How to Stencil


Always make sure that the surface to be stenciled is clean and properly prepared with no flaking paint. If you need to mark a straight line, do this first with a piece of chalk, pencil is very difficult to remove without damaging the paint or the stencil. Masking tape is often used to attach a stencil, however, if you have ever tried using a Repositionable Contact Spray Adhesive you will never go back to masking tape. When stenciling a continuous border around a room, start at the corner opposite the door and work out from there. When working on walls, you can position the stencil right under the ceiling molding, at picture rail height 2.2m (7ft4in), dado (chair) rail height 1.2m(4ft), above the skirting board, round the windows and doors or all over like wallpaper.



Spray the back of the stencil lightly with spray glue and position the stencil on the chalk line or whatever you are using as a registration mark. Because the glue is repositionable you can move your stencil along 6 or 7 times before it stops sticking, when it does, re-spray. No need to clean in between.

Some of our stencils have an overlap and some star shaped registration marks ★ ★

Overlap: to check if your stencil has an overlap fold it carefully in a circle and try to find cutout sections that match each other at each end of the stencil. If you find them then these are the sections you must fit the stencil to, to create a continuous border.

Registration marks: your stencil could have registration marks if it is a border or a large stencil that had to be cut in pieces, this is due to the restricting size of the bed on the Laser Cutter.

The registration marks will look like a star ★ and your stencil will line up perfectly if you use them. Just stick a small piece of painters (masking) tape under the registration marks onto the wall. When you paint your stencil paint in the registration mark as well, now when you come to do the next piece of your border or large stencil you will have overlap marks to line up to. Repeat the process every time you add a new section of your stencil or an additional piece of border, then just peel them off the wall when you are finished.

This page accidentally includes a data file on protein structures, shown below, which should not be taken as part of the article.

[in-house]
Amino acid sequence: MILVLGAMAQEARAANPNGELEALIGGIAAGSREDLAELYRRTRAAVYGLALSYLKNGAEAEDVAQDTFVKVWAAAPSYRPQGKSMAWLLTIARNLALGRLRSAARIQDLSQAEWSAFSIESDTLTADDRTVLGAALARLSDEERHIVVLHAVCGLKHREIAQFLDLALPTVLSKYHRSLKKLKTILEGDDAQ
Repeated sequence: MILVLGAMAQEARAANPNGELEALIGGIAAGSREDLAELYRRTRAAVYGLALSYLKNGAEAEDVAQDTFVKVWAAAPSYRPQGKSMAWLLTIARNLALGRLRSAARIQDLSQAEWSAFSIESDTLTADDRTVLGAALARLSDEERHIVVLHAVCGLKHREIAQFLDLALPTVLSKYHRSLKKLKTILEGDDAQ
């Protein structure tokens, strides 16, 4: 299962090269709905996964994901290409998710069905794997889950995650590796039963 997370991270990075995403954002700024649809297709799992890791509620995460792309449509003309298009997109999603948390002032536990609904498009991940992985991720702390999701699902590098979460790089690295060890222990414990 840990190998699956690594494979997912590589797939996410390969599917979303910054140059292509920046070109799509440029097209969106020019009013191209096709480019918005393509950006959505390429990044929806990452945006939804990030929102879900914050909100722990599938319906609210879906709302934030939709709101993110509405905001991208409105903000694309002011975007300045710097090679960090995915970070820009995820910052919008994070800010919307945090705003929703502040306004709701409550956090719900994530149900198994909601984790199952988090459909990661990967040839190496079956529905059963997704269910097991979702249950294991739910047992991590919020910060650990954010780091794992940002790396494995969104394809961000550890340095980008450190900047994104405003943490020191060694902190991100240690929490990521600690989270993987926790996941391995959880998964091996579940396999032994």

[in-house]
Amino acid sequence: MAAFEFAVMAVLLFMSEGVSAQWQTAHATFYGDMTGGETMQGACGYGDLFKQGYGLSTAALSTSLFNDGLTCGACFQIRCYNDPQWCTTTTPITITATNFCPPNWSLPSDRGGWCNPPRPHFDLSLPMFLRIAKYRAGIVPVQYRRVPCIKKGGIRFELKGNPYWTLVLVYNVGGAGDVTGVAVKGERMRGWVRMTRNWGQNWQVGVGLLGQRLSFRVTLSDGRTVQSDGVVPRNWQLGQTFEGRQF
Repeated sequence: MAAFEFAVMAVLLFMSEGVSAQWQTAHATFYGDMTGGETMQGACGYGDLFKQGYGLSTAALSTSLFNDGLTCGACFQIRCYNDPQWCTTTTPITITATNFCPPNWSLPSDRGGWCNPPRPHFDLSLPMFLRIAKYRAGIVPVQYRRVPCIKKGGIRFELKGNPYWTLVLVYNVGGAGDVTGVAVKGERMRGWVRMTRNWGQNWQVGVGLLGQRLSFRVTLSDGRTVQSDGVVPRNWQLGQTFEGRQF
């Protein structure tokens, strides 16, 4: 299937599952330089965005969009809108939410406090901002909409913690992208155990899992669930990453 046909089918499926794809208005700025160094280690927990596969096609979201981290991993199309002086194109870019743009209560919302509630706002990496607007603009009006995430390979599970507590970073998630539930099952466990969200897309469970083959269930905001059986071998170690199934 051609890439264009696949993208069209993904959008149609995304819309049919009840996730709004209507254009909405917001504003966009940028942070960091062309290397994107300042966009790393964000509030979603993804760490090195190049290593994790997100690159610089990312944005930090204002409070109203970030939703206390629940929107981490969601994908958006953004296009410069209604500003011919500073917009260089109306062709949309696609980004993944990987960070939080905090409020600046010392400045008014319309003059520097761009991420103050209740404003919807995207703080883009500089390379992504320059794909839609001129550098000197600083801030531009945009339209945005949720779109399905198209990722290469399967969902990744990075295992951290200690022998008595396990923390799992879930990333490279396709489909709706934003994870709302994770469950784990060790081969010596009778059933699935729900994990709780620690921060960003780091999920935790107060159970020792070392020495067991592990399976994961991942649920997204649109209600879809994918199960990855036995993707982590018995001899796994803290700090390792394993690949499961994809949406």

How to Paint: Dip your brush or sponge into the paint and then wipe off most of it on a piece of kitchen paper. If you use too much paint you will find that it bleeds behind the stencil, giving the pattern very ragged edges. Apply the paint using an up and down stippling motion, start on the outside of each of the stencils cut outs and work your way in towards the middle.

If you are using masking tape to hold the stencil in place, you must push the stencil tightly against the surface so no paint can seep down the back. When using more than one color, wait for the first color to dry before you apply the second color, always use a clean brush or sponge. The lightest color should be applied first. Using liquid paint for stenciling can be problematic, my advice is to keep your brushes and stencil very clean and use as little paint as possible. If you are not sure, wipe off a bit more, you can always add some if the color is not right. Stencils look better when the color is built up in layers.


Fabric Painting: Always prewash fabric to remove size and softener, these products coat the fibers and then the paint sticks to the coating and not the material fibers. Tape the fabric to a table, so it doesn’t move and then apply the stencil as per normal; just put some extra masking tape around the edges of the stencil. This is partly to help it stay in place and in case you go over the edge with your paint (you can't get it out of fabric).

If you are using fabric paint, which can only be used on natural fibers, remember to clean your stencil back and front every time you use it, you must clean it before you reposition. Dry brush solid paint is less messy and does not make the material hard, it can be used on almost any kind of material and works wonderfully on polyester, silk, voile, cotton, linen, etc.,

Finishing: Before you can wash or dry-clean the fabric, you have just stenciled, you must heat set it, this can be done with a dry iron (no steam). Allow the paint to dry for 3 days then place a piece of absorbent paper over the design and with the iron as hot as the fabric will allow, press for 10 seconds on either side.

Happy Stenciling - be Warned, it's Addictive